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The Recommendations of Québec’s “Working Group on Online Gambling”

Last month, the Government of Québec released its long-awaited report on online gaming (“iGaming”). The Working Group on Online Gambling was struck in February 2010 to analyze the social impact of iGaming in Québec, and measures that might be used to block “allegedly illegal” iGaming. The particular focus of the Working Group was the lawful iGaming carried out in Québec through Espacejeux.com (“Espacejeux”), whose operations are conducted and managed by the Government of Québec through its wholly owned Crown corporation, Loto-Québec.

The report of the Working Group criticized the ability of Loto-Québec to provide measurably effective measures to ensure Espacejeux is operated consistent with social responsibility, security, and integrity. The conflict or appearance of a conflict between its two mandates, profitability on the one hand and social responsibility on the other, was cited. The final recommendations of the report accordingly focused upon the creation of an independent authority to oversee the activities of Loto-Québec, rather than allowing Loto-Québec to self-regulate on these matters.

The report of the Working Group goes on to note that the availability of Espacejeux has not curtailed Québecers’ use of “allegedly illegal” iGaming websites. The Working Group was not critical of the lack of concrete measures implemented by the Government of Québec to crack down on such websites. Rather, it noted the obstacles to such a crackdown, citing (i) police action, (ii) the ambiguity of legislation governing gaming, (iii) the fact that many “allegedly illegal” websites hosted outside Canada are legal in their home jurisdictions, and (iv) the presence of private iGaming operators offering their iGaming services to the world from Québec territory, specifically from the Territory of Kahnawà:ke near Montreal.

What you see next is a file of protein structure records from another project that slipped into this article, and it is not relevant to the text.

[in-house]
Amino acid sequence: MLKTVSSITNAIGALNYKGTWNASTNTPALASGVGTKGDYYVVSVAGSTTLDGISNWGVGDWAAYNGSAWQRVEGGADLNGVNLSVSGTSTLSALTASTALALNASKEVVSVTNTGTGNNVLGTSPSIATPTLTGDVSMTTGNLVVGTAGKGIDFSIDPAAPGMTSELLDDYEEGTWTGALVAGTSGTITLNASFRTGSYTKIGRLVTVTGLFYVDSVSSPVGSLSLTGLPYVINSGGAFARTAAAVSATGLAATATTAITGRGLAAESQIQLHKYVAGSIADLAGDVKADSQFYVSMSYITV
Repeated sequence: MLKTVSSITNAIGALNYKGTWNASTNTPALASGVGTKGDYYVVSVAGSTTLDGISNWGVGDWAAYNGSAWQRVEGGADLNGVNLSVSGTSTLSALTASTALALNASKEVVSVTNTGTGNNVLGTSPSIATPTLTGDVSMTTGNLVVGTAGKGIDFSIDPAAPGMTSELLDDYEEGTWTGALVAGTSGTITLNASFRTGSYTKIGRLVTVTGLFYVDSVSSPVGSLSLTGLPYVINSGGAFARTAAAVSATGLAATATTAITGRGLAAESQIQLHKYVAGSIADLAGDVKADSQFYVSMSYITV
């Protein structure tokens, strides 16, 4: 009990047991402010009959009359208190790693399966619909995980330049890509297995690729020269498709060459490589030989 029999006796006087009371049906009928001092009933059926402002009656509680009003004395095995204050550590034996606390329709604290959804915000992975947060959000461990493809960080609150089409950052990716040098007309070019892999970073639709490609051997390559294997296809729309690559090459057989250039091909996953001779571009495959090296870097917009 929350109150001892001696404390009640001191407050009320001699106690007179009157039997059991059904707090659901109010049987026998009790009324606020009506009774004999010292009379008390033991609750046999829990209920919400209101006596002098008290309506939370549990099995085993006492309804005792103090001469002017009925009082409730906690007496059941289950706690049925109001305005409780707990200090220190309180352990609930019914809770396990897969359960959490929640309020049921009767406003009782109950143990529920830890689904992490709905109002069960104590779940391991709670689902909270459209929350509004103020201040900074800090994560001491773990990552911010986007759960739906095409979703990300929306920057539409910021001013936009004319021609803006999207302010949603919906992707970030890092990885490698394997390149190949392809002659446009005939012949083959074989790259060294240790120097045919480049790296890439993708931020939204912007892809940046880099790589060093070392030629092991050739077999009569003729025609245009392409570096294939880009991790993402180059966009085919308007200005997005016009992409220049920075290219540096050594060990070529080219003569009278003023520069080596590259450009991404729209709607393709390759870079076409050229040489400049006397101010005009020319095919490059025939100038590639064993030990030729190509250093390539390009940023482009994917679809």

The federal Criminal Code (the “Code”) prohibits any entity other than the provincial government from acting as the “operating mind” of iGaming made available to Québecers. Without explicitly saying so, the Working Group concluded that enforcement of the Code in this respect is practically impossible. Accordingly, it recommends a solution best described using the old maxim: “if you can’t beat ‘em, join ‘em”: petitioning the federal government to amend the Code to allow the provincial governments to license private sector iGaming operators to legally offer their services within Canada.

We will continue to monitor developments, most importantly whether the Government of Québec will explicitly adopt and endorse in part or all of the report and recommendations of the Working Group.

© Copyright 2022 Dickinson Wright PLLCNational Law Review, Volume IV, Number 336
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About this Author

Michael Lipton, Gaming regulatory attorney, Canada, Dickinson Wright law firm
Partner

Michael Lipton is a partner in our Gaming Regulation Practice Group. He has an extensive practice before gaming regulatory authorities throughout Canada and advises clients in regard to compliance, governance and due diligence requirements integral to the gaming industry. Michael also counseled clients in regard to amendments to gaming legislation enacted by government of Ontario including drafting legislative amendments and advised provincial governments in regard to gaming provisions of the Canadian Criminal Code.

416-866-2929
Kevin Weber, Gaming Regulations Attorney, Canada, Dickinson Wright Law Firm
Partner

Kevin Weber is a partner in our Gaming Regulations Practice Group.

PROMINENT ASSIGNMENTS

Extensive practice before gaming regulatory authorities throughout Canada.

Counseling clients in regard to amendments to gaming legislation enacted by government of Ontario including drafting legislative amendments.

Advising clients on Canadian law relating to online sweepstakes, contests and other promotional activities.

Advising provincial governments in regard to gaming provisions of the Canadian Criminal Code....

416-367-0899
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